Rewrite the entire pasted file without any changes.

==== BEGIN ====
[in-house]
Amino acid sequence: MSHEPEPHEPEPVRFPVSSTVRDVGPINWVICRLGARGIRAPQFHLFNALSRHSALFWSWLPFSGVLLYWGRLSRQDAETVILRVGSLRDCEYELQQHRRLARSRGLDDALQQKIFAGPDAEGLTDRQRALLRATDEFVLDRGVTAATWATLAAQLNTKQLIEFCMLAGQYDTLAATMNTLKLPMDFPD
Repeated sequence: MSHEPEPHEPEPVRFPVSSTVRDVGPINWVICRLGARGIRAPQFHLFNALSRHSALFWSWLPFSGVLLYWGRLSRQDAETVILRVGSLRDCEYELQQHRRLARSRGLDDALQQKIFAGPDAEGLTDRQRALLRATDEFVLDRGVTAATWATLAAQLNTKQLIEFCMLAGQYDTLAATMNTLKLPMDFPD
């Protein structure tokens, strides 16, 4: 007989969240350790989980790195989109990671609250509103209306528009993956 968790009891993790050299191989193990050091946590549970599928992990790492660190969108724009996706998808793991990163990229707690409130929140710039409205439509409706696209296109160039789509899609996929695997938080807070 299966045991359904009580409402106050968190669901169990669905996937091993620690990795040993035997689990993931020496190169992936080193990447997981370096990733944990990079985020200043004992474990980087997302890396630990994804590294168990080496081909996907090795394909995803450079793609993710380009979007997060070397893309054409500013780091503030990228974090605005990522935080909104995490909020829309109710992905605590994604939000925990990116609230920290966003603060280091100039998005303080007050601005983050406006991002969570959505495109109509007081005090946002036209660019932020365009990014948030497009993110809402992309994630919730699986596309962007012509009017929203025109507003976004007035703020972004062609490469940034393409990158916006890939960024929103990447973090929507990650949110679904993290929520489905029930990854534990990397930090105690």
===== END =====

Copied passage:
[in-house]
Amino acid sequence: MSHEPEPHEPEPVRFPVSSTVRDVGPINWVICRLGARGIRAPQFHLFNALSRHSALFWSWLPFSGVLLYWGRLSRQDAETVILRVGSLRDCEYELQQHRRLARSRGLDDALQQKIFAGPDAEGLTDRQRALLRATDEFVLDRGVTAATWATLAAQLNTKQLIEFCMLAGQYDTLAATMNTLKLPMDFPD
Repeated sequence: MSHEPEPHEPEPVRFPVSSTVRDVGPINWVICRLGARGIRAPQFHLFNALSRHSALFWSWLPFSGVLLYWGRLSRQDAETVILRVGSLRDCEYELQQHRRLARSRGLDDALQQKIFAGPDAEGLTDRQRALLRATDEFVLDRGVTAATWATLAAQLNTKQLIEFCMLAGQYDTLAATMNTLKLPMDFPD
């Protein structure tokens, strides 16, 4: 007989969240350790989980790195989109990671609250509103209306528009993956 968790009891993790050299191989193990050091946590549970599928992990790492660190969108724009996706998808793991990163990229707690409130929140710039409205439509409706696209296109160039789509899609996929695997938080807070 299966045991359904009580409402106050968190669901169990669905996937091993620690990795040993035997689990993931020496190169992936080193990447997981370096990733944990990079985020200043004992474990980087997302890396630990994804590294168990080496081909996907090795394909995803450079793609993710380009979007997060070397893309054409500013780091503030990228974090605005990522935080909104995490909020829309109710992905605590994604939000925990990116609230920290966003603060280091100039998005303080007050601005983050406006991002969570959505495109109509007081005090946002036209660019932020365009990014948030497009993110809402992309994630919730699986596309962007012509009017929203025109507003976004007035703020972004062609490469940034393409990158916006890939960024929103990447973090929507990650949110679904993290929520489905029930990854534990990397930090105690």